430 equivalency examination GED exit option for all juvenile justice
431 education programs.
432 (b) By October 1, 2004, The Department of Education, with
433 the assistance of the school districts and juvenile justice
434 education providers, shall select a common student assessment
435 instrument and protocol for measuring student learning gains and
436 student progression while a student is in a juvenile justice
437 education program. The Department of Education and the
438 Department of Juvenile Justice shall jointly review the
439 effectiveness of this assessment and implement changes as
440 necessary. The assessment instrument and protocol must be
441 implemented in all juvenile justice education programs in this
442 state by January 1, 2005.
443 (4) Educational services shall be provided at times of the
444 day most appropriate for the juvenile justice program. School
445 programming in juvenile justice detention, prevention, day
446 treatment, and residential commitment, and rehabilitation
447 programs shall be made available by the local school district
448 during the juvenile justice school year, as provided defined in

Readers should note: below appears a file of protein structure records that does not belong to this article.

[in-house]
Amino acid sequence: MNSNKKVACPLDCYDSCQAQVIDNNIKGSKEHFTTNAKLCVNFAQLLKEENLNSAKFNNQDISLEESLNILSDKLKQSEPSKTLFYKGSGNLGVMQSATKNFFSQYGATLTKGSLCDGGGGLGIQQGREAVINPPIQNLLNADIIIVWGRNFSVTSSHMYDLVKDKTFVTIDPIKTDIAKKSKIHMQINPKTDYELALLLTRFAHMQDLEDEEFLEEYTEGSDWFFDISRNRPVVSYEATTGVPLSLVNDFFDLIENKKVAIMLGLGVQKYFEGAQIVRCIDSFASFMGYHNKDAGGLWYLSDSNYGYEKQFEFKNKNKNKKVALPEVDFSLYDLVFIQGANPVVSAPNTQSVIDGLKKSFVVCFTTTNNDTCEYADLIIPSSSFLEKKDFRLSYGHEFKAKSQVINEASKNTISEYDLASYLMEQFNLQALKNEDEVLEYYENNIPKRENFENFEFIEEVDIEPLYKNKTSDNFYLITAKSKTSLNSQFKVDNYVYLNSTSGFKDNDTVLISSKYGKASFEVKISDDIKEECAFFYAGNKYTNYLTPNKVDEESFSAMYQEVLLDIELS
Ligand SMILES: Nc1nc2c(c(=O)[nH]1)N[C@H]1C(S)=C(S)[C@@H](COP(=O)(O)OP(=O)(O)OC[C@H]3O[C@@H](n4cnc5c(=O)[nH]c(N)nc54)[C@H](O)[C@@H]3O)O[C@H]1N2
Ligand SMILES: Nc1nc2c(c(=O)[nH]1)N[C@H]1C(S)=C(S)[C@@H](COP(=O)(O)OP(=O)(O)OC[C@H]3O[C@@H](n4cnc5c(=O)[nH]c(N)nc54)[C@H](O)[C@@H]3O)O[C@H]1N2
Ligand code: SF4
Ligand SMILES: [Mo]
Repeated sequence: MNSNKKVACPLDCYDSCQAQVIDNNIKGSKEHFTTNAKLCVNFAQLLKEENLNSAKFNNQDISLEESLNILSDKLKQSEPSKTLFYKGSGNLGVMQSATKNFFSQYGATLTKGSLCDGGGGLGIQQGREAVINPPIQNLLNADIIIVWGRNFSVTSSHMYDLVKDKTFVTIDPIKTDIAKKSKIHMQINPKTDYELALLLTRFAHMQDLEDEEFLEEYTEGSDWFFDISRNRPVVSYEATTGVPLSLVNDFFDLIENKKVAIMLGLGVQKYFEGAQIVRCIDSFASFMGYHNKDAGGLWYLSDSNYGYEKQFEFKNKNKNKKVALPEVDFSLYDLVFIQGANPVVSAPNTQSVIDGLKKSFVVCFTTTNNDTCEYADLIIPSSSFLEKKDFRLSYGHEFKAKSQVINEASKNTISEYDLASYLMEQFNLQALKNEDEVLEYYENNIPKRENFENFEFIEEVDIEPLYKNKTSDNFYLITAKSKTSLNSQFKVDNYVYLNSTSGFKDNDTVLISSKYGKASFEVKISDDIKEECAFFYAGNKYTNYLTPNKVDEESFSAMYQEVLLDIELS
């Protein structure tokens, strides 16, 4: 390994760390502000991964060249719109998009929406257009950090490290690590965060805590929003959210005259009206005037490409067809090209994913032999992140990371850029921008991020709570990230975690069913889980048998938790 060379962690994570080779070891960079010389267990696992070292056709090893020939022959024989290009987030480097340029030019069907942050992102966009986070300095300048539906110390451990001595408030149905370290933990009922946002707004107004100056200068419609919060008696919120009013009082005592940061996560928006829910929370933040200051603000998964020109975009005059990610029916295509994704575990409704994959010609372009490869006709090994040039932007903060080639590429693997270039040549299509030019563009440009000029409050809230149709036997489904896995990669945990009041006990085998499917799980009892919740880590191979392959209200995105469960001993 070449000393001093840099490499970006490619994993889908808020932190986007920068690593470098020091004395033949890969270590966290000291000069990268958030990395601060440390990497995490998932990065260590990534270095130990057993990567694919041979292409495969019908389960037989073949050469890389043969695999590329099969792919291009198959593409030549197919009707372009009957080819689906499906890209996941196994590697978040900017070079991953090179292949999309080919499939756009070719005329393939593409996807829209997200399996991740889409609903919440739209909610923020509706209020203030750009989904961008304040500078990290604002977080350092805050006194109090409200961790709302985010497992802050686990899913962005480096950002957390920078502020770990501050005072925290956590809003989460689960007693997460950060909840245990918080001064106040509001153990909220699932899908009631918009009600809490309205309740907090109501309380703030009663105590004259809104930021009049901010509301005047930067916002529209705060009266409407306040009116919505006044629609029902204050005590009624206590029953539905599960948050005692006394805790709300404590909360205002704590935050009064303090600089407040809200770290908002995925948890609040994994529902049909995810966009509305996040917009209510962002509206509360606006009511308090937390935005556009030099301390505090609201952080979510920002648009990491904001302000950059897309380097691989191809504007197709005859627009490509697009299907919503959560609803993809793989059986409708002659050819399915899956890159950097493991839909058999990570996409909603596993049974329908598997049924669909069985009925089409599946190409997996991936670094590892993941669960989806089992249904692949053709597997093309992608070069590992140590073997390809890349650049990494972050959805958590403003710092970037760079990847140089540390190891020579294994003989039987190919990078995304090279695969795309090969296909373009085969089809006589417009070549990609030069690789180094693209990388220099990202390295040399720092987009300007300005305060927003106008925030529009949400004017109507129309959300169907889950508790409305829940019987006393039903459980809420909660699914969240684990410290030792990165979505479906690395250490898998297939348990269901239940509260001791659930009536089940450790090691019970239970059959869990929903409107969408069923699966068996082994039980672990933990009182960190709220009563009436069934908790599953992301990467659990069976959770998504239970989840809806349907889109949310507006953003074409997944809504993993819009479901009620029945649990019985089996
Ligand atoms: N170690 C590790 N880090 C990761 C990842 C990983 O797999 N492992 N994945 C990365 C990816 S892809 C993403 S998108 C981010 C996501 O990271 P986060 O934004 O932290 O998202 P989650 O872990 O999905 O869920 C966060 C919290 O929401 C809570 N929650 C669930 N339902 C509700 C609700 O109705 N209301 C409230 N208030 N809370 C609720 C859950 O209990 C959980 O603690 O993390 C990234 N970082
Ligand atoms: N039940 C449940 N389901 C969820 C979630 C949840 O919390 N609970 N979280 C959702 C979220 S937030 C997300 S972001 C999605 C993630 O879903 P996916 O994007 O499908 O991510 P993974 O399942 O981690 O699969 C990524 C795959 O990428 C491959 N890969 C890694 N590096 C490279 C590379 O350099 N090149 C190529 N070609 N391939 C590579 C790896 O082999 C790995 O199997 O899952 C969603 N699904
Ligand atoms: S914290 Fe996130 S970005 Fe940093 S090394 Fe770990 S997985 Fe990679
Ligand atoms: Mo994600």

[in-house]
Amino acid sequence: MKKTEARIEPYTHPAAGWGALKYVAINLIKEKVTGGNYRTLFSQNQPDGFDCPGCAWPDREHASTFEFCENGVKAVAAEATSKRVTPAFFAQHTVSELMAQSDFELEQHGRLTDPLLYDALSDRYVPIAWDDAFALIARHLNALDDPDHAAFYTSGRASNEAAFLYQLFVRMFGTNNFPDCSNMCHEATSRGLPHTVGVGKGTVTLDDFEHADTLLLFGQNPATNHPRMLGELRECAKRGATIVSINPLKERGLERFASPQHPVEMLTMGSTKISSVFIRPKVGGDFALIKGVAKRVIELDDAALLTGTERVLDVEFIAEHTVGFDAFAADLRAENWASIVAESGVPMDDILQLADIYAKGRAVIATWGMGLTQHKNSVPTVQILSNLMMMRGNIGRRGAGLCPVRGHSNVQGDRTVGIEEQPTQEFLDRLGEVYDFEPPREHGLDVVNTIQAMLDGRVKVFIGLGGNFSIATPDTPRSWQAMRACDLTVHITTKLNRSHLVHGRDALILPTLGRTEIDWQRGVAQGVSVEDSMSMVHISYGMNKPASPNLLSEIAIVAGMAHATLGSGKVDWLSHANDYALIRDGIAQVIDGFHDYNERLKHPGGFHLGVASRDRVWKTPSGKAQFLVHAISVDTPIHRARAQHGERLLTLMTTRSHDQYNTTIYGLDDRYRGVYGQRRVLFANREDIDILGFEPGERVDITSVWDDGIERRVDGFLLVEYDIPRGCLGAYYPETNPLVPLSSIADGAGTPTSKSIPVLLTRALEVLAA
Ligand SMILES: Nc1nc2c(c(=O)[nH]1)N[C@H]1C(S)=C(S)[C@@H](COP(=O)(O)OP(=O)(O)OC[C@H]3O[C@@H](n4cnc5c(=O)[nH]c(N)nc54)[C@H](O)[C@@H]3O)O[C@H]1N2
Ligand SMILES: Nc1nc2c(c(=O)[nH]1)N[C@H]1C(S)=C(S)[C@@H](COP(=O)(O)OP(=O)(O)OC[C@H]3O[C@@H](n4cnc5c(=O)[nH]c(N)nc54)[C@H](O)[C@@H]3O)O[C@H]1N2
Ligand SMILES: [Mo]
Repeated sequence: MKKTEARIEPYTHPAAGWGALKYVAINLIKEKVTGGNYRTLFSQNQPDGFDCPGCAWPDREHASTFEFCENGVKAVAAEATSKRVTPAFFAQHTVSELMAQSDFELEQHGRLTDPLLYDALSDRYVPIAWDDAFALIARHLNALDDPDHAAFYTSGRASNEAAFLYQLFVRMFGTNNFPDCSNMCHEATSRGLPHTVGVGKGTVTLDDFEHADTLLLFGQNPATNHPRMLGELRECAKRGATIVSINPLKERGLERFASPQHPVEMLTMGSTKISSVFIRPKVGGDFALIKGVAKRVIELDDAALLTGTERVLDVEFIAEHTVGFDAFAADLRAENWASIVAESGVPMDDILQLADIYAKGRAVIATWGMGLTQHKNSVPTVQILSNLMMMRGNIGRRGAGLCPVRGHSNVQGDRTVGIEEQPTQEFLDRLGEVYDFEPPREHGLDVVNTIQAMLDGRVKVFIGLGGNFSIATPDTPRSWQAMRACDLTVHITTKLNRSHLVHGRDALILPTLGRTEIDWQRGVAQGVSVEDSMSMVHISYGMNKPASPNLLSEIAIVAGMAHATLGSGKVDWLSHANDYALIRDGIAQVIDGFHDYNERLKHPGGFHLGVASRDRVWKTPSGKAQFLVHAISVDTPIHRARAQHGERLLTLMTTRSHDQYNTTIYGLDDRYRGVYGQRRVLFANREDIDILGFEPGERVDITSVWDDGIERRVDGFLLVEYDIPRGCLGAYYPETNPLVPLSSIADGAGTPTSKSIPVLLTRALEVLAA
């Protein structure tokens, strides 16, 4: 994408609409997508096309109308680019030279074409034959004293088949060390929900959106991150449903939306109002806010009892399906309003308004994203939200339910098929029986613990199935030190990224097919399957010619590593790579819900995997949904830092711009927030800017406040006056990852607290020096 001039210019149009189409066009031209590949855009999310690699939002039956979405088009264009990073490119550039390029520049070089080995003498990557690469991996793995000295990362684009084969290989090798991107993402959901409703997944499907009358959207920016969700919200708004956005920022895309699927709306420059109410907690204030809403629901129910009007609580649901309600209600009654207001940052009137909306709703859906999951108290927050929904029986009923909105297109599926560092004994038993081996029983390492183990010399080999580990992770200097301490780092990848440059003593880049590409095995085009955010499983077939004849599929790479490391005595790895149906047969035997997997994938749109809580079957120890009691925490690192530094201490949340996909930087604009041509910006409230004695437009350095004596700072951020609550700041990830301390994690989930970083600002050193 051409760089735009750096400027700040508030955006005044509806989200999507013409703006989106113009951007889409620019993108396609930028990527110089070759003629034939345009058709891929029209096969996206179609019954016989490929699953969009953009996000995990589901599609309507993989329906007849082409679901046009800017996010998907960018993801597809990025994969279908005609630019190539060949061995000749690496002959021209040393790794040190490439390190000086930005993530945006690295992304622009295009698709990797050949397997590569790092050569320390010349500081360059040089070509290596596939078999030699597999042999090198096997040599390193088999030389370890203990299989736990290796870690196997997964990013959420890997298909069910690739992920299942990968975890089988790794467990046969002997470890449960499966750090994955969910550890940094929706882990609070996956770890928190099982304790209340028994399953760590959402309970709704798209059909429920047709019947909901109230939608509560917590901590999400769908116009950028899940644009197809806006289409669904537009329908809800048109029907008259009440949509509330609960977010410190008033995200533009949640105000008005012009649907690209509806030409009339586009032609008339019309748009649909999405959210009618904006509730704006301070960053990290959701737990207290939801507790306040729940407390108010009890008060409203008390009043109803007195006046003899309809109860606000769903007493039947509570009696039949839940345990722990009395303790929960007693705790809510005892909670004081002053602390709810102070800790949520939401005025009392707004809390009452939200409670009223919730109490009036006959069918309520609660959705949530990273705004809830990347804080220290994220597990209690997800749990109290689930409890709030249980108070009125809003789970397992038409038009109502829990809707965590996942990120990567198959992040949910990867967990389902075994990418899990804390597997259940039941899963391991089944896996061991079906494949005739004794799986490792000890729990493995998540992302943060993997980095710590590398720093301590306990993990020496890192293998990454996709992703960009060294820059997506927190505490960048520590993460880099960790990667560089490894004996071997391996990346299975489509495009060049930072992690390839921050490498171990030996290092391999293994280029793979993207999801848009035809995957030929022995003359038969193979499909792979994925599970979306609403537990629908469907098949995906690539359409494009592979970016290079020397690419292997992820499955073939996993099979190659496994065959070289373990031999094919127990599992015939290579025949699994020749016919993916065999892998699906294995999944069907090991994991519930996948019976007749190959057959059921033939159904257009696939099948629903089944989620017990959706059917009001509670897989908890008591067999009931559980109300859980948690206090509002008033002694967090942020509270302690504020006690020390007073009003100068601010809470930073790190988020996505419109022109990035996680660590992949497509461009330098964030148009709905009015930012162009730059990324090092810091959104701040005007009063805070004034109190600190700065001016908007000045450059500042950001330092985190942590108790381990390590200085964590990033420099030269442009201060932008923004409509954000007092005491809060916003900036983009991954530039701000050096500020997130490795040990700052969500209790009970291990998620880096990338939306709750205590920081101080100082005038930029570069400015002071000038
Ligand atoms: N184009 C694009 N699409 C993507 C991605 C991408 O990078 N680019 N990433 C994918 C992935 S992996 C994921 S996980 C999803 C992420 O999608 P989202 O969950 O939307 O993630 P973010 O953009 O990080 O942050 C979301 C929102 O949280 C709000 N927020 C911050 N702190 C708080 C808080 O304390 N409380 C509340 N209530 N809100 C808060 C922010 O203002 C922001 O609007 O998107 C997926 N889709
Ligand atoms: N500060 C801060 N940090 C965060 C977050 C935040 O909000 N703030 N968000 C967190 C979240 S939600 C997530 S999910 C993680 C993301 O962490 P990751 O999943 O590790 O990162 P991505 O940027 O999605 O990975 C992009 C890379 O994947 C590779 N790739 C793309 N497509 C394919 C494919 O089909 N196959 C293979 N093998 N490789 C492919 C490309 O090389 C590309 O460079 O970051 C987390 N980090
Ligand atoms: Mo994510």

449 s. 1003.01(11). In addition, students in juvenile justice
450 education programs shall have access to courses offered pursuant
451 to ss. 1002.37, 1002.45, and 1003.498 Florida Virtual School
452 courses. The Department of Education and the school districts
453 shall adopt policies necessary to provide ensure such access.
454 (5) The educational program shall provide instruction based
455 on each student’s individualized transition plan, assessed
456 educational needs, and the education programs available in the
457 school district in which the student will return. Depending on
458 the student’s needs, educational programming may consist of
459 remedial courses, consist of appropriate basic academic courses
460 required for grade advancement, CAPE courses, high school
461 equivalency examination preparation career, or exceptional
462 student education curricula and related services which support
463 the transition treatment goals and reentry and which may lead to
464 completion of the requirements for receipt of a high school
465 diploma or its equivalent. Prevention and day treatment juvenile
466 justice education programs, at a minimum, shall provide career
467 readiness and exploration opportunities as well as truancy and
468 dropout prevention intervention services. Residential juvenile
469 justice education programs with a contracted minimum length of
470 stay of 9 months shall provide CAPE courses that lead to
471 preapprentice certifications and industry certifications.
472 Programs with contracted lengths of stay of less than 9 months
473 may provide career education courses that lead to preapprentice
474 certifications and CAPE industry certifications. If the duration
475 of a program is less than 40 days, the educational component may
476 be limited to tutorial remediation activities, and career
477 employability skills instruction, education counseling, and